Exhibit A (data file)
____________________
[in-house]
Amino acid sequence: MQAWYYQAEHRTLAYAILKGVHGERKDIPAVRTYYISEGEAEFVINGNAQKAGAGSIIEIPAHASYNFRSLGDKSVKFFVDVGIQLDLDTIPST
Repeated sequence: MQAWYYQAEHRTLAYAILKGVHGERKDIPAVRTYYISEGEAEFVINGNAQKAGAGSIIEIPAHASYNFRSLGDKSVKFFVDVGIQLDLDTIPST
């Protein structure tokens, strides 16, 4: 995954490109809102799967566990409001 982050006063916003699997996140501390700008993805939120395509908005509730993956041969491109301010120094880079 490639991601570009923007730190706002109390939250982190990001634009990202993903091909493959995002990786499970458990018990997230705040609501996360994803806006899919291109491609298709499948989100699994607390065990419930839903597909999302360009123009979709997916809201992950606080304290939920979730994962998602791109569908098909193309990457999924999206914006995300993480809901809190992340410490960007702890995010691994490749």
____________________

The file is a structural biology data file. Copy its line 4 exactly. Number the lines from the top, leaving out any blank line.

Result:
């Protein structure tokens, strides 16, 4: 995954490109809102799967566990409001 982050006063916003699997996140501390700008993805939120395509908005509730993956041969491109301010120094880079 490639991601570009923007730190706002109390939250982190990001634009990202993903091909493959995002990786499970458990018990997230705040609501996360994803806006899919291109491609298709499948989100699994607390065990419930839903597909999302360009123009979709997916809201992950606080304290939920979730994962998602791109569908098909193309990457999924999206914006995300993480809901809190992340410490960007702890995010691994490749």